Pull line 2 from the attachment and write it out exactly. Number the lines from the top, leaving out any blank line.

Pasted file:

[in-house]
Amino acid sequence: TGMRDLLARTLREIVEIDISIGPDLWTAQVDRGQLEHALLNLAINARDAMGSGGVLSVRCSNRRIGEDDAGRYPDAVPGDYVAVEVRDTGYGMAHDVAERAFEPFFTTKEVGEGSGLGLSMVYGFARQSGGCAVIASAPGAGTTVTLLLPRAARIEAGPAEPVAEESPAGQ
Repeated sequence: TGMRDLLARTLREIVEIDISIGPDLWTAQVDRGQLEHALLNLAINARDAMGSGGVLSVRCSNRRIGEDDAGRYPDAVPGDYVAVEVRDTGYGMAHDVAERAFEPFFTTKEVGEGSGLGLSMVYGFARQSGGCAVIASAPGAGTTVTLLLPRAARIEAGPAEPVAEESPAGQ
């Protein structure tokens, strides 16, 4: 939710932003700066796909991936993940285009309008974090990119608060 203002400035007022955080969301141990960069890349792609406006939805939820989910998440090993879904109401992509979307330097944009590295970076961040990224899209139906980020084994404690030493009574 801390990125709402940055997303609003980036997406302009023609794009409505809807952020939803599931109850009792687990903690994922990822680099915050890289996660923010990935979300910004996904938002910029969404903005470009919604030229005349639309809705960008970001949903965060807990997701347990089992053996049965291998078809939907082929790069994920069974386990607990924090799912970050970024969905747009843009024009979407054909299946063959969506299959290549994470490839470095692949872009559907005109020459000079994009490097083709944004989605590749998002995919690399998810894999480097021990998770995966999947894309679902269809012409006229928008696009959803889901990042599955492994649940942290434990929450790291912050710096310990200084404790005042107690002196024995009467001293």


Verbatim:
Amino acid sequence: TGMRDLLARTLREIVEIDISIGPDLWTAQVDRGQLEHALLNLAINARDAMGSGGVLSVRCSNRRIGEDDAGRYPDAVPGDYVAVEVRDTGYGMAHDVAERAFEPFFTTKEVGEGSGLGLSMVYGFARQSGGCAVIASAPGAGTTVTLLLPRAARIEAGPAEPVAEESPAGQ